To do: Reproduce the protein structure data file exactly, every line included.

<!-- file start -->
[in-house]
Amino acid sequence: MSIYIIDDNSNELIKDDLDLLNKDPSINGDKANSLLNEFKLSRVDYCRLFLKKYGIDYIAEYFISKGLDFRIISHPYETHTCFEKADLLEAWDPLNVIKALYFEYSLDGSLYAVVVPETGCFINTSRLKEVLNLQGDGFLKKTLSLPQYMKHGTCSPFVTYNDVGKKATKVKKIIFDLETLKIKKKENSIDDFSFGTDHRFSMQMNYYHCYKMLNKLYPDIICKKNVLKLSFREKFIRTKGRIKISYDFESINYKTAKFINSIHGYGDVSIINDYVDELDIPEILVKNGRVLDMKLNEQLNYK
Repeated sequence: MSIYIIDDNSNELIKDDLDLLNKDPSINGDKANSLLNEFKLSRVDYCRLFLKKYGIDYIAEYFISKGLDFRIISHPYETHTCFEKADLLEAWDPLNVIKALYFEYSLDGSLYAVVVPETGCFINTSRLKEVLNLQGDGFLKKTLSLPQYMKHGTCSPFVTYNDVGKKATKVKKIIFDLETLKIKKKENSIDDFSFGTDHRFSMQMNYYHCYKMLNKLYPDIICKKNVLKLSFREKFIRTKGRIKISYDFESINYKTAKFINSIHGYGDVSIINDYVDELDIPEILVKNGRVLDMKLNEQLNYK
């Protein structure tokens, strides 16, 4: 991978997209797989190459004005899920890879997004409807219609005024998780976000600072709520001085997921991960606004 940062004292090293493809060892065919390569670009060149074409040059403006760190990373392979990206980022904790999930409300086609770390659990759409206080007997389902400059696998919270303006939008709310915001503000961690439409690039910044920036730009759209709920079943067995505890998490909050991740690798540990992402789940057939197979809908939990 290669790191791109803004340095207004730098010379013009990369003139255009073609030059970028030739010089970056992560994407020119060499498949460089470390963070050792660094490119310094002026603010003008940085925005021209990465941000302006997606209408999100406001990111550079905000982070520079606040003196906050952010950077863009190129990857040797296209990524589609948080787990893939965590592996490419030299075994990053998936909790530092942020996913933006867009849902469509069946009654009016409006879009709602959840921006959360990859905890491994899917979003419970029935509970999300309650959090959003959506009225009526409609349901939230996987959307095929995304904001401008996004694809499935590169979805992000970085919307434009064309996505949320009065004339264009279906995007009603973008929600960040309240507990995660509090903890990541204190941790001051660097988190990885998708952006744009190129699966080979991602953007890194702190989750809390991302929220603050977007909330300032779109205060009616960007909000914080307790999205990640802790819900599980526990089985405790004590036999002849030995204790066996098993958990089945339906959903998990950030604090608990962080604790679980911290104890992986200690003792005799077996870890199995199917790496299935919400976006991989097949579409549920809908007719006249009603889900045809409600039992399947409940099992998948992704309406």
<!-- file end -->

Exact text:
[in-house]
Amino acid sequence: MSIYIIDDNSNELIKDDLDLLNKDPSINGDKANSLLNEFKLSRVDYCRLFLKKYGIDYIAEYFISKGLDFRIISHPYETHTCFEKADLLEAWDPLNVIKALYFEYSLDGSLYAVVVPETGCFINTSRLKEVLNLQGDGFLKKTLSLPQYMKHGTCSPFVTYNDVGKKATKVKKIIFDLETLKIKKKENSIDDFSFGTDHRFSMQMNYYHCYKMLNKLYPDIICKKNVLKLSFREKFIRTKGRIKISYDFESINYKTAKFINSIHGYGDVSIINDYVDELDIPEILVKNGRVLDMKLNEQLNYK
Repeated sequence: MSIYIIDDNSNELIKDDLDLLNKDPSINGDKANSLLNEFKLSRVDYCRLFLKKYGIDYIAEYFISKGLDFRIISHPYETHTCFEKADLLEAWDPLNVIKALYFEYSLDGSLYAVVVPETGCFINTSRLKEVLNLQGDGFLKKTLSLPQYMKHGTCSPFVTYNDVGKKATKVKKIIFDLETLKIKKKENSIDDFSFGTDHRFSMQMNYYHCYKMLNKLYPDIICKKNVLKLSFREKFIRTKGRIKISYDFESINYKTAKFINSIHGYGDVSIINDYVDELDIPEILVKNGRVLDMKLNEQLNYK
């Protein structure tokens, strides 16, 4: 991978997209797989190459004005899920890879997004409807219609005024998780976000600072709520001085997921991960606004 940062004292090293493809060892065919390569670009060149074409040059403006760190990373392979990206980022904790999930409300086609770390659990759409206080007997389902400059696998919270303006939008709310915001503000961690439409690039910044920036730009759209709920079943067995505890998490909050991740690798540990992402789940057939197979809908939990 290669790191791109803004340095207004730098010379013009990369003139255009073609030059970028030739010089970056992560994407020119060499498949460089470390963070050792660094490119310094002026603010003008940085925005021209990465941000302006997606209408999100406001990111550079905000982070520079606040003196906050952010950077863009190129990857040797296209990524589609948080787990893939965590592996490419030299075994990053998936909790530092942020996913933006867009849902469509069946009654009016409006879009709602959840921006959360990859905890491994899917979003419970029935509970999300309650959090959003959506009225009526409609349901939230996987959307095929995304904001401008996004694809499935590169979805992000970085919307434009064309996505949320009065004339264009279906995007009603973008929600960040309240507990995660509090903890990541204190941790001051660097988190990885998708952006744009190129699966080979991602953007890194702190989750809390991302929220603050977007909330300032779109205060009616960007909000914080307790999205990640802790819900599980526990089985405790004590036999002849030995204790066996098993958990089945339906959903998990950030604090608990962080604790679980911290104890992986200690003792005799077996870890199995199917790496299935919400976006991989097949579409549920809908007719006249009603889900045809409600039992399947409940099992998948992704309406």